It’s one thing when your mechanic tells you that there’s an urgent problem that needs to be fixed on your car; it’s another when they give you a high-pressure sales pitch to get a costly transmission flush. You can save a lot of money by skipping the optional extras, and paying attention to your vehicle’s maintenance schedule and history instead.
Photo by Robert Couse-Baker.
You should never neglect your vehicle’s regular maintenance, and we’re not saying that you shouldn’t trust your mechanic’s opinion on what’s worth getting done on your car, but a little education about your vehicle’s maintenance schedule goes a long way. Brush up on what your manufacturer suggests you have done at what intervals, and you’ll be in a better position to resist when that “complimentary 100-point inspection” turns up a “sudden” need to get your air filters replaced.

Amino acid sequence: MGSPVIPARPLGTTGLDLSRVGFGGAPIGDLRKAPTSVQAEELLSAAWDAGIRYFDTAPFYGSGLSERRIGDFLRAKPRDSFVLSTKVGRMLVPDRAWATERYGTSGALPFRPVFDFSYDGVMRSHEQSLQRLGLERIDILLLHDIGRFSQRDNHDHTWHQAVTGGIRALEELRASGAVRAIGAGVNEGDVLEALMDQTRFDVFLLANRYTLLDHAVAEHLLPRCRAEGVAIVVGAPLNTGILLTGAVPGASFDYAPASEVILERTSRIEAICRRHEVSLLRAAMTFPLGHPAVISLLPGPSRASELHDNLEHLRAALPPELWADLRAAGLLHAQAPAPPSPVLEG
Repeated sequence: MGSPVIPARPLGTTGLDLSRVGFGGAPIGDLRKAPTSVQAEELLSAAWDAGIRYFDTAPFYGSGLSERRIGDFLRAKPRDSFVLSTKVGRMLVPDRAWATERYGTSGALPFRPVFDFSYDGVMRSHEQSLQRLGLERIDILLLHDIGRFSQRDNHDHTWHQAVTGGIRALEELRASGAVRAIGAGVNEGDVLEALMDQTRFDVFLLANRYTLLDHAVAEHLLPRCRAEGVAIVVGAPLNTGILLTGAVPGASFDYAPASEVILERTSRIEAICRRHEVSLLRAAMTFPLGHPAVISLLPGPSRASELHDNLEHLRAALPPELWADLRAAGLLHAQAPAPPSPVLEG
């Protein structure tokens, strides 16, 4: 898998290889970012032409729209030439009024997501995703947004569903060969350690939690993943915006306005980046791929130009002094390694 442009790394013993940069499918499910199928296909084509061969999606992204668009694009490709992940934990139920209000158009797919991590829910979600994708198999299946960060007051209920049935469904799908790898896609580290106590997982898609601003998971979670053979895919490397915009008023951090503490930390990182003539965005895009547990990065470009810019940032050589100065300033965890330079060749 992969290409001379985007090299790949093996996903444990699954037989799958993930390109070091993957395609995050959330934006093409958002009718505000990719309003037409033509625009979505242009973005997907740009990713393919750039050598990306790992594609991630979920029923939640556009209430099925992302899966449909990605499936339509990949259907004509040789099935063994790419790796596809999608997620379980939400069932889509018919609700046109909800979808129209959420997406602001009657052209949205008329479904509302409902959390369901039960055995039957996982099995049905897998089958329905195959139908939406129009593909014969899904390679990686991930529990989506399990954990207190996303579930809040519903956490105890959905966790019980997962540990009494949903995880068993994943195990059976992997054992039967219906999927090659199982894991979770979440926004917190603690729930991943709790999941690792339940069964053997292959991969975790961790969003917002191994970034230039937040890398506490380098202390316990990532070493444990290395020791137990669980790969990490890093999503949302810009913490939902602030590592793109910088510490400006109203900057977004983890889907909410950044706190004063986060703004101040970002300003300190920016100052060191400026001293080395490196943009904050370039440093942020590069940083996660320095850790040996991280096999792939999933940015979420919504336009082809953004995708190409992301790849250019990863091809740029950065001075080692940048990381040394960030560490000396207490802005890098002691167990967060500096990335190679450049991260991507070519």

The Simple Dollar suggests you save your vehicle’s maintenance history, so you always have an easy way to look back and see what you’ve had done and when, then line it up with your maintenance schedule. aCar for Android can help you take it with you, but even a spreadsheet will do. Knowing your schedule and having a maintenance log will put you in a much better position when you go to your dealer or mechanic to get regular maintenance done.
How do you track your car’s maintenance history, and how do you avoid spending too much on optional “repairs” when you visit your mechanic? Share your tips in the comments below.
Don’t Get Optional Stuff During Maintenance [The Simple Dollar]